I'm quickly becoming a blog addict. And I'm not the only one. It seems as though everyone around me is either reading blogs for inspiration or contributing to one daily (by the way, thanks for visiting this one). It doesn't stop there. Even our IT manager's 5-year old son has a vlog. And people have already started posting comments. (If he starts getting ad sponsors, he's hired.)
Even though blogs seem like second nature now, just four years ago, our employees proposed that the agency start a blog that focused on one of our passions, marketing to female influencers. I gave the thumbs up (I didn't even know what a blog was at the time) and Womentum was born. (Sadly, it had to go on hiatus while we chased down new business.) I was fascinated at how fast the spider web of links spread from our modest site to other marketing to women sites across the country, like BlogHer, LipSticking and Rethink Pink. But keeping a blog up-to-date and relevant is hard work, so not every user-generated site ends up being a long-term resource. But when done right, a blogger can create a tiny coffeehouse on the Internet where the topics always turn you on and keep your synapses firing throughout the daily grind.
It's important as an agency leader to figure out how to stay in the zone and keep your employees inspired in a small town, where instead of an art museum on every corner there's a CVS. Recently, we conducted an internal survey to uncover how our employees stay inspired and keep up with trends. Not surprisingly, "reading blogs," came in at number one. And instead of "watching TV," a close second was, "talking to work friends about what's new."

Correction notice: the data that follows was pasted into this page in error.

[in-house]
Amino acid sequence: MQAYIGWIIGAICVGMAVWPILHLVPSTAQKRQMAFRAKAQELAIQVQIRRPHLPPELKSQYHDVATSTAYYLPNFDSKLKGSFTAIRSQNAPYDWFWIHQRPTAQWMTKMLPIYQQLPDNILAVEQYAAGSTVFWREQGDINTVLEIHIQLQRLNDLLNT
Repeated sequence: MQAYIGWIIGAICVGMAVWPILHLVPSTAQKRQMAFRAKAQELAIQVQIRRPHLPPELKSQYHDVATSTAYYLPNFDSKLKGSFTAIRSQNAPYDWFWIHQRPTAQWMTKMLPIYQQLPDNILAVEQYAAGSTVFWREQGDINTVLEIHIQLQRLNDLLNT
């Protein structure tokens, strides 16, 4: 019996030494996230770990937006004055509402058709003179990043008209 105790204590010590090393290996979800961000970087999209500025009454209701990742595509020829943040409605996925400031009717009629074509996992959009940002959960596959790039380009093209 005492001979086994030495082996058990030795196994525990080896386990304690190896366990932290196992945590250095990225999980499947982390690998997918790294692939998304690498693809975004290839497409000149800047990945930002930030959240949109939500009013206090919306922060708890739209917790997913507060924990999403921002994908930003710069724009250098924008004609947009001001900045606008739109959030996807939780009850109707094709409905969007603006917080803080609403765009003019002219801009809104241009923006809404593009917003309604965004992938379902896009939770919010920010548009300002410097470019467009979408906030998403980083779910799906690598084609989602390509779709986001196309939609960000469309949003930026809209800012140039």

There are several things I find interesting about this statement as an employee recruiter and wannabe retainer. Human resource pros have long said that if employees feel that they have a best friend at work, that's a strong indication of low turnover. And according to an article I read by Penelope Trunk in Time titled, "What Gen Y Really Wants," that "friendship-fact" is even doubly true of new grads and 20-something workers who will choose a job just to be with their friends.
We intentionally hire people with different outside interests in order to ensure our work is well-rounded and mirrors the heterogeneous consumer world. So we don't just have copywriters, designers and PR consultants on the payroll, we have pottery spinners, Harley-riders, guitar pickers, herb gardeners and letterpress printers, too. Because as one of our account directors once said, "You can only read so much about trends. At some point you just need to live it to get it."
With all these passions under one roof, we merely have to look inside our own agency to be inspired. Which recently sparked this idea?launch an internal agency blogosphere, where employees can go to share thoughts, new ideas, anything that makes fellow employees smarter. In a matter of hours, we had five personal blogs, countless discussion threads and forums galore (and less e-mails clogging the traffic office.) We saw employees that never speak up in meetings, posting comments and referencing what they had learned from the internal blog when offering up an idea for a client. And just like the spider webs that were created from Womentum, employees offered up their personal favorite blogs and cyber spots. Here are a few: